Out of four weeks of a month if I am lucky I’m relatively well for two, and sick for the other two. I have tried to incorporate a daily routine for years but failed, because my body doesn’t behave the same way everyday. Only now I am learning to live according to the mini seasons of my body. The last two weeks were rough for me as I struggled with PMS related chronic fatigue, and I am only beginning to get better again.
Trying to write honestly on this public journal is also a constant struggle, especially with what is happening around the world these days. It seems unfair that I am here writing in relative safety while people are out there either dying due to injustice or fighting for it. But I know if I get caught up in activism I won’t be able to survive the grief and fatigue that comes along with it. To survive, I have to carve a little bubble around me for as long as I can. The price to pay is the existential guilt that I carry around with me everyday.
When I feel well enough these days I do this thing where I would “process” the books that have changed my life. I am using Roam Research to input the raw highlights of the books manually, then I’ll try to synthesise some of those highlights into key learning points. I did this for one of the most important books in my life, “A General Theory of Love” recently:
We can expand one of those points and see the supporting highlights referenced from the book:
The ultimate goal is still to import these synthesised learnings into this website’s library, but Roam allows me to process highlights and see/make connections between them a lot quicker. There are a ton of youtube videos on Roam’s features so I will not go into them for now.
I want to remind myself to always be willing to experiment, so in that spirit I quickly made mobile-friendly screen captures of the above and collated them into Instagram stories. It is now pinned as a highlight on my profile if you would like to take a look. In my past life as a designer I was obsessed with tappable stories, and seven years later I guess I still am. Even though I’m just tapping through a bunch of raw screenshots, there is really something about that format versus a lengthy essay-like book review.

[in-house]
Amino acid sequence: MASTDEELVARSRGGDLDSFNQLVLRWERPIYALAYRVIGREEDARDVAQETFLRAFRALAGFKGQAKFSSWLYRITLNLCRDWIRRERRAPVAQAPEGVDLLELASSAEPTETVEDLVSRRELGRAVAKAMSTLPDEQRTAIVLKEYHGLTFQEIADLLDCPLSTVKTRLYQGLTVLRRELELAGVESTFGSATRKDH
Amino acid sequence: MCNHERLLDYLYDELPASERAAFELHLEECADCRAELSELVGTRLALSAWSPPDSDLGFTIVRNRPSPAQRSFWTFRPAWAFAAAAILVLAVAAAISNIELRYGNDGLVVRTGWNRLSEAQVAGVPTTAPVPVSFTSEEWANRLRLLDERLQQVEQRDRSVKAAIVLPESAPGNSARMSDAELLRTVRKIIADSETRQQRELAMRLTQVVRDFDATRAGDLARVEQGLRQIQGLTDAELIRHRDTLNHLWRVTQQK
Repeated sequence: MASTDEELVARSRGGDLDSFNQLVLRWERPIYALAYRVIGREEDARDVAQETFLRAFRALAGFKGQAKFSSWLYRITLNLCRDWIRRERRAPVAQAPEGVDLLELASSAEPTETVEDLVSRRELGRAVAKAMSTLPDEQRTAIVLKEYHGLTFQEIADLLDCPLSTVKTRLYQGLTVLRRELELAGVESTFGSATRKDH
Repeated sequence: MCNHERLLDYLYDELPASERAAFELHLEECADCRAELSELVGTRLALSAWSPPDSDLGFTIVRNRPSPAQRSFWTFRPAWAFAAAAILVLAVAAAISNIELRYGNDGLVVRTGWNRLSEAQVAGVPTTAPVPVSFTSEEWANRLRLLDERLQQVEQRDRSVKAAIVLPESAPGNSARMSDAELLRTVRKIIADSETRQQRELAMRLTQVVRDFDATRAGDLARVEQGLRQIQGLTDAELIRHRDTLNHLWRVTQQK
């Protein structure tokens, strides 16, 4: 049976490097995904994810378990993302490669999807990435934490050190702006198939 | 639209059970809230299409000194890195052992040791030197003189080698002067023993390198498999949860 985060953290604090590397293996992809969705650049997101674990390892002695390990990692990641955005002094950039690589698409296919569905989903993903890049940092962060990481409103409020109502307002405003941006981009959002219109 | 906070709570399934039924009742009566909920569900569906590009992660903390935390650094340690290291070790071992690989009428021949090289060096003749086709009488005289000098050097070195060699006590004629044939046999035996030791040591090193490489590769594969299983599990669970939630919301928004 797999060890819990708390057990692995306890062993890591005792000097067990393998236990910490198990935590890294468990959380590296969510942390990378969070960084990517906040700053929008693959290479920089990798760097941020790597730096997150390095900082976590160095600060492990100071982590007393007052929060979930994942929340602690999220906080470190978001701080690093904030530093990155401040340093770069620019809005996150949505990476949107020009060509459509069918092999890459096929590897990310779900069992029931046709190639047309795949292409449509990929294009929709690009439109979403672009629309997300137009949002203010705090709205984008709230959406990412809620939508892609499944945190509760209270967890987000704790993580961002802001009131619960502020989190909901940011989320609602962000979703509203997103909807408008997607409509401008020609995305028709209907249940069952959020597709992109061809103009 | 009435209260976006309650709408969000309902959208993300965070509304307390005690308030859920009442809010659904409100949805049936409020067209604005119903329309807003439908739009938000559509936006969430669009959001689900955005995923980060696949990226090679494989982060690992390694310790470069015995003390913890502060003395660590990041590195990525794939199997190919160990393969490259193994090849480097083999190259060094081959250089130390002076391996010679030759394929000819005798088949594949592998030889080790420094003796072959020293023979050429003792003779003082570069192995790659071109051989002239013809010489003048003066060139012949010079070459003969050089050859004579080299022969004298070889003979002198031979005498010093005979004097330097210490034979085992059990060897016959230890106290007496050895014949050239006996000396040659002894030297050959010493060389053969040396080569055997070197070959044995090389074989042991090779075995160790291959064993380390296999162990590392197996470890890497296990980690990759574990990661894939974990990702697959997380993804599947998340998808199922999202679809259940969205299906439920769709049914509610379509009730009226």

I felt very self-conscious posting these on Instagram, because I have this idea that people want to see happy pictures, not summarised learnings on trauma. Imagine being at a party where people are happily talking about what’s beautiful and exciting in their lives, and here I am being a party downer by telling them how deeply a childhood can affect one’s life. There, I just summed up my entire existence.
That self-conscious feeling follows me everywhere I go: on social media where people tweet about their career achievements or activism, and here I am in my corner, publishing about how our psyches can mess up our entire lives. Because I have abandonment issues, no matter where I go or what I do I feel alienated, isolated from what everyone else is doing.
So it has been deeply comforting to me when internet strangers send me messages to tell me that they resonated with what I shared. It is not validation that I seek, but resonance and connection. Sometimes, I would like to feel less alone. I would also like to facilitate the space for others like me to feel less alone.
That’s why I made this website, or why I took the effort to do the very tedious processing of my books. I’m hoping that somewhere out there, someone could save precious time on their self-healing journey if they came across my notes. And I am doing this with the awareness that an effort like this will not be popular or recognised. I know it will just be a handful of people that will find this useful.
Carl Jung once wrote,
“the sole purpose of human existence: to kindle a light in the darkness of mere being”,
and what I’m really trying to do is to kindle a light in my own darkness of being. If along the way the light I’ve kindled for myself happened to light up someone else’s way, that would be enough.
On a metaphysical systemic level, I do personally believe that true sustainable change can only happen when collectively we understand the importance of an individual’s psyche. As long as we keep dismissing people’s pain and our own pain, there will always be vicious cycles of suffering.
I don’t pretend to think that just by sharing a few learnings of books I’ve read I would be doing anything to contribute to the solution, but on a realistic level in this messed up world, even to ease one person’s one moment of suffering – is something I try to take comfort in.